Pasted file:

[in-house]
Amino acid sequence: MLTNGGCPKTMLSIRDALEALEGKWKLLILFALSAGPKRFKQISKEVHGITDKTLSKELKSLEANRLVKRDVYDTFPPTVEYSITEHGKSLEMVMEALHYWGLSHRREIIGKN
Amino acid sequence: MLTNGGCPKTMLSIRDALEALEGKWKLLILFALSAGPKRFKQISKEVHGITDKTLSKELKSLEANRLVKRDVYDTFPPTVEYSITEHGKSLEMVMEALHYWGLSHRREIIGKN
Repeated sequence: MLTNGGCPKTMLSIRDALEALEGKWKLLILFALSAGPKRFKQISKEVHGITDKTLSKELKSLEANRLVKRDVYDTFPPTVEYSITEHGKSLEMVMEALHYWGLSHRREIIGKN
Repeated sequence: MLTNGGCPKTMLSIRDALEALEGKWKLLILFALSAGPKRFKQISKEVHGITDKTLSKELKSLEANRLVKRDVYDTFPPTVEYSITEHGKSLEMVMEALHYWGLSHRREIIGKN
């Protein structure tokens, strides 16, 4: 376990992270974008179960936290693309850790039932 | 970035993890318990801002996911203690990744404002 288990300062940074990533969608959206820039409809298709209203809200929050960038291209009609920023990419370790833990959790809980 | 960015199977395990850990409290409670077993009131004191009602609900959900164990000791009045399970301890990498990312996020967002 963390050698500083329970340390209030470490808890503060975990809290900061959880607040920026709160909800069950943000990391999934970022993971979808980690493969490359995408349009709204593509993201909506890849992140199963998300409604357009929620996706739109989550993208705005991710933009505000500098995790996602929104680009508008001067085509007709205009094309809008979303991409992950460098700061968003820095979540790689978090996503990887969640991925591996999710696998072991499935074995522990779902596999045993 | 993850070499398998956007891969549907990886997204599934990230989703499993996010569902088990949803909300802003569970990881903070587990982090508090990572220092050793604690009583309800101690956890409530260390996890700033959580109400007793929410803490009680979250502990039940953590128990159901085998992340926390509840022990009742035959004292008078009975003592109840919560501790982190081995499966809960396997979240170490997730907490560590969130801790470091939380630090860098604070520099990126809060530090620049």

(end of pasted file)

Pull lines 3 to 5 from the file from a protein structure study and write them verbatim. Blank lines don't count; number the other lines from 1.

Amino acid sequence: MLTNGGCPKTMLSIRDALEALEGKWKLLILFALSAGPKRFKQISKEVHGITDKTLSKELKSLEANRLVKRDVYDTFPPTVEYSITEHGKSLEMVMEALHYWGLSHRREIIGKN
Repeated sequence: MLTNGGCPKTMLSIRDALEALEGKWKLLILFALSAGPKRFKQISKEVHGITDKTLSKELKSLEANRLVKRDVYDTFPPTVEYSITEHGKSLEMVMEALHYWGLSHRREIIGKN
Repeated sequence: MLTNGGCPKTMLSIRDALEALEGKWKLLILFALSAGPKRFKQISKEVHGITDKTLSKELKSLEANRLVKRDVYDTFPPTVEYSITEHGKSLEMVMEALHYWGLSHRREIIGKN